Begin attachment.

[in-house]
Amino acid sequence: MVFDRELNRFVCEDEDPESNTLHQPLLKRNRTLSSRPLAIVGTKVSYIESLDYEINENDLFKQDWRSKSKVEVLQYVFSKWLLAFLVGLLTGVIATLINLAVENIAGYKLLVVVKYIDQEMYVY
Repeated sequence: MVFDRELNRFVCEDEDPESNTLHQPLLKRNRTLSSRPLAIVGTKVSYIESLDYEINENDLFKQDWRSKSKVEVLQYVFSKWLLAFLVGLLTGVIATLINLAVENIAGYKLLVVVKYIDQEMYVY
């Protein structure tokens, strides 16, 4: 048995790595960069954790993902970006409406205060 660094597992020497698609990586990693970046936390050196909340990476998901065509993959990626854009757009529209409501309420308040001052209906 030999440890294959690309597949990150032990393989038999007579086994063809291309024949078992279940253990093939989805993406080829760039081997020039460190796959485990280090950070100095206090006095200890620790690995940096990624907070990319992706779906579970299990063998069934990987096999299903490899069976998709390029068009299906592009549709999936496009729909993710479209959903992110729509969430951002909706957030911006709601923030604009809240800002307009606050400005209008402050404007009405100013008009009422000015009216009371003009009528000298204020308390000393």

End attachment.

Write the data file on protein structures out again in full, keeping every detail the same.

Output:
[in-house]
Amino acid sequence: MVFDRELNRFVCEDEDPESNTLHQPLLKRNRTLSSRPLAIVGTKVSYIESLDYEINENDLFKQDWRSKSKVEVLQYVFSKWLLAFLVGLLTGVIATLINLAVENIAGYKLLVVVKYIDQEMYVY
Repeated sequence: MVFDRELNRFVCEDEDPESNTLHQPLLKRNRTLSSRPLAIVGTKVSYIESLDYEINENDLFKQDWRSKSKVEVLQYVFSKWLLAFLVGLLTGVIATLINLAVENIAGYKLLVVVKYIDQEMYVY
């Protein structure tokens, strides 16, 4: 048995790595960069954790993902970006409406205060 660094597992020497698609990586990693970046936390050196909340990476998901065509993959990626854009757009529209409501309420308040001052209906 030999440890294959690309597949990150032990393989038999007579086994063809291309024949078992279940253990093939989805993406080829760039081997020039460190796959485990280090950070100095206090006095200890620790690995940096990624907070990319992706779906579970299990063998069934990987096999299903490899069976998709390029068009299906592009549709999936496009729909993710479209959903992110729509969430951002909706957030911006709601923030604009809240800002307009606050400005209008402050404007009405100013008009009422000015009216009371003009009528000298204020308390000393």